In listing the four categories for policies and actions. Notice that intent has nothing to do with it. It doesn't matter what you intended when you supported an idea, or set a policy. The road to Hell is paved with good intentions, after all. What matters is the RESULTS. "Ye shall know them by their fruits." (Matthew 7:16) The only question that matters is "Does this accomplish good?" If not, strike it out.

Sunday, September 07, 2008

Assumptions of Intention

I had an exchange with an old friend (We'll call him Joe. Not his real name) that made me think. I was responding to the following comment:
Joe is upset that the republicans think it is ok to use palin's daughter and her baby-daddy for their own political gain. All of a sudden teen pregnancy is cool.
As a Palin supporter, naturally, I took exception to this. I responded,
It doesn't have anything to do with political gain or scoring points. They only made the announcement when they did to head off some nasty lying accusations that her 5-month old son was really her grandson. Besides, the knowledge would have become public soon enough anyway with all the attention (good and bad) the family is getting right now. Nobody's saying directly or indirectly that teen pregnancy is cool. You may not like Palin, but at least dislike her for honest reasons.

I was mostly content to leave it at that, I neglected the inherent cynicism involved in such a statement:
I am not saying in any way that it should, or should not have been released. Oh no, I'm saying that they are using this pregnancy for their own political gain, all the way to the teenage father of her baby being glad-handed by a presidential candidate right in front of a staged media event.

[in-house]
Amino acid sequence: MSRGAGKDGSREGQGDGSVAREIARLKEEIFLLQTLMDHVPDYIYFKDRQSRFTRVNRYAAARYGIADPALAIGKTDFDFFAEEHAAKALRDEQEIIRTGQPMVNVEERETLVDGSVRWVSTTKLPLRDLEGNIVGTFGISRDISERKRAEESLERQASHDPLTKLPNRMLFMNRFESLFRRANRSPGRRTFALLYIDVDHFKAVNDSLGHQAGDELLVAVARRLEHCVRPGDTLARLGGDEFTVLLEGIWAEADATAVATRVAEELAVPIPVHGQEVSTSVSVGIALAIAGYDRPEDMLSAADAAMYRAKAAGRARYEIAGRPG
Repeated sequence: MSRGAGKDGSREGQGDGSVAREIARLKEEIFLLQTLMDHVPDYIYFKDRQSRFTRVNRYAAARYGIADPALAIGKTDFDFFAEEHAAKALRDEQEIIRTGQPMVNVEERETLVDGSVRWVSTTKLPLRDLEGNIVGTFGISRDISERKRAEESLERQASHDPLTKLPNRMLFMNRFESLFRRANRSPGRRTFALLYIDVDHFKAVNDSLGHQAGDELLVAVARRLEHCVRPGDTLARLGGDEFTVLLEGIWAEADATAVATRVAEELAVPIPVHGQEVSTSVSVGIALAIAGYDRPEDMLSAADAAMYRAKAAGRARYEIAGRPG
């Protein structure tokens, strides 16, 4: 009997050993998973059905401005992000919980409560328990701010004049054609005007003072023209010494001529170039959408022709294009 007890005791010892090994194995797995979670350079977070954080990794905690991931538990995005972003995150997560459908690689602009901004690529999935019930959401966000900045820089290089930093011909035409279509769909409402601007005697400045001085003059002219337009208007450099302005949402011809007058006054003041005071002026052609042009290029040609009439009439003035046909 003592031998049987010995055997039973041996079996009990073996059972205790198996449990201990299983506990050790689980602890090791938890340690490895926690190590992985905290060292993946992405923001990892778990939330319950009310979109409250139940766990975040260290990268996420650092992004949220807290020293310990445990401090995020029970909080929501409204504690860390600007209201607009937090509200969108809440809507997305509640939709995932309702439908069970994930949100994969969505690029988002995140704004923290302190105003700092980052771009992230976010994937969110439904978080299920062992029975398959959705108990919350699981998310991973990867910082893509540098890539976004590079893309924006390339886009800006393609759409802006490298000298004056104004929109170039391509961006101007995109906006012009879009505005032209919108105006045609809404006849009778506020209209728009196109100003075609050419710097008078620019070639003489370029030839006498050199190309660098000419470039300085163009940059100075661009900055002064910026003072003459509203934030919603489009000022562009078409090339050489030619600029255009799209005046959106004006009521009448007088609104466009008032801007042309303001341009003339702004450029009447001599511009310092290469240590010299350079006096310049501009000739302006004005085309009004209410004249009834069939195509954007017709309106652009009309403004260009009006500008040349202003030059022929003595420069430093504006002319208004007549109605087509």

Well, okay. So it's about a campaign move? Showing off for the cameras? Fair enough. Campaigns can be slimy things, but I don't think that's what this is:
Eh. Maybe. I don't read into it too much, and like to give people the benefit of the doubt. If you get cynical, it's possible to make the argument that everything that happens on a campaign is a calculated political move. And that road goes both ways. I'd rather concentrate on stuff that matters instead of nitpicking and over-analyzing what may very well be irrelevant, or assuming meaning where there is none. Life's too short to worry about conspiracies and manipulation under EVERY rock.
And then a response so simplistic that I actually found it hard to respond to. I can see a certain truth to it, but as a way of thinking of things, I believe unhelpful at best because it completely reduces a complex issue to a worthless platitude, effectively dismissing further discussion: